King Edward is dead! Long Live King Edward the (P)38th, proclaims George Shilling…
The P38 “Edward the Compressor” is the latest in a line of designs from Ted Fletcher that officially started with the Joemeek SC2 in 1993. Following various Joemeek variations on the theme, a previous TFPro unit of this ilk was the bright red P8 Edward the Compressor model. The P38 takes the best qualities of that unit, and refines operation still further.
Fletcher’s designs are known for their use of optical compression, and the P38 is no exception. But rather than the slow, sometimes invisible classic compressors such as the Teletronix LA-2A with their somewhat lethargic photo-electric cell circuits, Fletcher employs LEDs in a circuits that provide much faster compression characteristics.
The P38 has a shallow case depth, and is rather lighter than rival units. The rack handles are gone; it is now fronted with tall Focusrite Red-style knobs, and a pair of wonderfully large, clear illuminated VU meters. Round the back are the usual IEC mains input with a voltage selector. Analogue audio connections are provided on both XLR and jack sockets, all at +4dB professional level. The input sockets lack latching clips, but work well enough, and the provision of separate jacks rather than combo sockets is a bonus.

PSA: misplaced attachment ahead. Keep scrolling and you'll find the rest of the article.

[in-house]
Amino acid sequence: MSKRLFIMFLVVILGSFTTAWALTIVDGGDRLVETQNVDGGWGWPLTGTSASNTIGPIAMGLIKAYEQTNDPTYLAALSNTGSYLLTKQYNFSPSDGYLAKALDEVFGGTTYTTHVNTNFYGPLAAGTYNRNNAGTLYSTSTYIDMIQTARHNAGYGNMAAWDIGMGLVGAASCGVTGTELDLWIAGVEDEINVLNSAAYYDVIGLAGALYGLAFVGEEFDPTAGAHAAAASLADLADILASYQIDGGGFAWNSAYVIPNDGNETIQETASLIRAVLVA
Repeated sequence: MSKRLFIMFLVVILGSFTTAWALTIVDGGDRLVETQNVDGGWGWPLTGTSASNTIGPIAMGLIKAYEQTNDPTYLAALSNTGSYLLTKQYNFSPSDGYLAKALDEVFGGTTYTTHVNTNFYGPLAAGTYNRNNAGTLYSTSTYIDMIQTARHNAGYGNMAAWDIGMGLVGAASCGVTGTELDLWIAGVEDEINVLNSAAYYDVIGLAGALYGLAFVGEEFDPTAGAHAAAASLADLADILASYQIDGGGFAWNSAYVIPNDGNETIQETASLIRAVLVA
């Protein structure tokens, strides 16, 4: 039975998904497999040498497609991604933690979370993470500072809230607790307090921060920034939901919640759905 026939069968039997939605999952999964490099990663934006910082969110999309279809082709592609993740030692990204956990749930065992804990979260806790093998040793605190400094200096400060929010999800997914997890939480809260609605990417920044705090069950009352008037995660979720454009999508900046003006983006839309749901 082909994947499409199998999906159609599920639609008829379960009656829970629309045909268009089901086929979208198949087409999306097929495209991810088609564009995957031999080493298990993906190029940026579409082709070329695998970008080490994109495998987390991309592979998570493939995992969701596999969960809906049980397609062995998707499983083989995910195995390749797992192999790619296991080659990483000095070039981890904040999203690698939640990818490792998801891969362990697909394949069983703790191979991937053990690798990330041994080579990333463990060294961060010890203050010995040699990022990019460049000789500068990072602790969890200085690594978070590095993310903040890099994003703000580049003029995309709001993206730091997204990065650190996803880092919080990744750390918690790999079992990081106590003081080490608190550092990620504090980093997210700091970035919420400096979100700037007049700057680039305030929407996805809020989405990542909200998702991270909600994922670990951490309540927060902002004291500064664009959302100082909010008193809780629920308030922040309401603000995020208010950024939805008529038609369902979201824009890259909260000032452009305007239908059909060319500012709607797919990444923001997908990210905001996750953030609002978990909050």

On the front, a lovely large input gain knob is lightly detented, and with the clearly legended scale it is easy to recall noted settings. For increased compression and handling consumer audio levels, a +14dB boost switch added gain we measured at +12.4dB. The metering is a slightly unconventional arrangement, with left and right output levels displayed (after the Output gain knob) or by pressing the button, the mono level before the output knob on the left meter, with gain reduction shown on the right. With the P38 in a fixed stereo mode, compression will always be similar on both sides of the buss, so this makes sense, although it looks a little disconcerting at first!